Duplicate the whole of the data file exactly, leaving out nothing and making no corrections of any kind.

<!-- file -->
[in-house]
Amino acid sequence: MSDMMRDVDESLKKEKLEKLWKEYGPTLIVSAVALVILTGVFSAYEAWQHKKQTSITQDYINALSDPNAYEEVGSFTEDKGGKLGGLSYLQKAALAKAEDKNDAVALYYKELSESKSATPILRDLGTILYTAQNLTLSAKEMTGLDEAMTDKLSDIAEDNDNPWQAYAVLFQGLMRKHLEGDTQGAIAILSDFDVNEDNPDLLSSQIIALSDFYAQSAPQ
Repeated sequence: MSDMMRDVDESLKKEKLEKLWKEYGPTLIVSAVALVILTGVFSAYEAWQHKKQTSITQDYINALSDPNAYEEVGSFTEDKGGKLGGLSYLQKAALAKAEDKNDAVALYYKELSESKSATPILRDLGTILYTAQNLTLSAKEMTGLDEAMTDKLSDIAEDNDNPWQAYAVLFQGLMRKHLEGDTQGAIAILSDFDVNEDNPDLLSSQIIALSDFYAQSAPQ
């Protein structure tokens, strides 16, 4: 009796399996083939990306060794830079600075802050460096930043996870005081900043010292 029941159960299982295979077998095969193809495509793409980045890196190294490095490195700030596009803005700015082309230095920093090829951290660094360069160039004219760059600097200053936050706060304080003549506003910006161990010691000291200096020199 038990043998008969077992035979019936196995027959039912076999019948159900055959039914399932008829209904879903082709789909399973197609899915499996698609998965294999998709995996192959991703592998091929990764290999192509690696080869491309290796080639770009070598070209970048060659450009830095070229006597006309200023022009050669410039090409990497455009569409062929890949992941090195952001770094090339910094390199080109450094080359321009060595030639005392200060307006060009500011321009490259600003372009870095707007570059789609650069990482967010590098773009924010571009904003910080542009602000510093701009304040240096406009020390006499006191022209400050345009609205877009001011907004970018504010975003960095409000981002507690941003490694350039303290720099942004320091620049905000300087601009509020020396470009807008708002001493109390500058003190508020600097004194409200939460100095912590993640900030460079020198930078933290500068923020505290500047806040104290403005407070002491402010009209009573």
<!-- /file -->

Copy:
[in-house]
Amino acid sequence: MSDMMRDVDESLKKEKLEKLWKEYGPTLIVSAVALVILTGVFSAYEAWQHKKQTSITQDYINALSDPNAYEEVGSFTEDKGGKLGGLSYLQKAALAKAEDKNDAVALYYKELSESKSATPILRDLGTILYTAQNLTLSAKEMTGLDEAMTDKLSDIAEDNDNPWQAYAVLFQGLMRKHLEGDTQGAIAILSDFDVNEDNPDLLSSQIIALSDFYAQSAPQ
Repeated sequence: MSDMMRDVDESLKKEKLEKLWKEYGPTLIVSAVALVILTGVFSAYEAWQHKKQTSITQDYINALSDPNAYEEVGSFTEDKGGKLGGLSYLQKAALAKAEDKNDAVALYYKELSESKSATPILRDLGTILYTAQNLTLSAKEMTGLDEAMTDKLSDIAEDNDNPWQAYAVLFQGLMRKHLEGDTQGAIAILSDFDVNEDNPDLLSSQIIALSDFYAQSAPQ
């Protein structure tokens, strides 16, 4: 009796399996083939990306060794830079600075802050460096930043996870005081900043010292 029941159960299982295979077998095969193809495509793409980045890196190294490095490195700030596009803005700015082309230095920093090829951290660094360069160039004219760059600097200053936050706060304080003549506003910006161990010691000291200096020199 038990043998008969077992035979019936196995027959039912076999019948159900055959039914399932008829209904879903082709789909399973197609899915499996698609998965294999998709995996192959991703592998091929990764290999192509690696080869491309290796080639770009070598070209970048060659450009830095070229006597006309200023022009050669410039090409990497455009569409062929890949992941090195952001770094090339910094390199080109450094080359321009060595030639005392200060307006060009500011321009490259600003372009870095707007570059789609650069990482967010590098773009924010571009904003910080542009602000510093701009304040240096406009020390006499006191022209400050345009609205877009001011907004970018504010975003960095409000981002507690941003490694350039303290720099942004320091620049905000300087601009509020020396470009807008708002001493109390500058003190508020600097004194409200939460100095912590993640900030460079020198930078933290500068923020505290500047806040104290403005407070002491402010009209009573």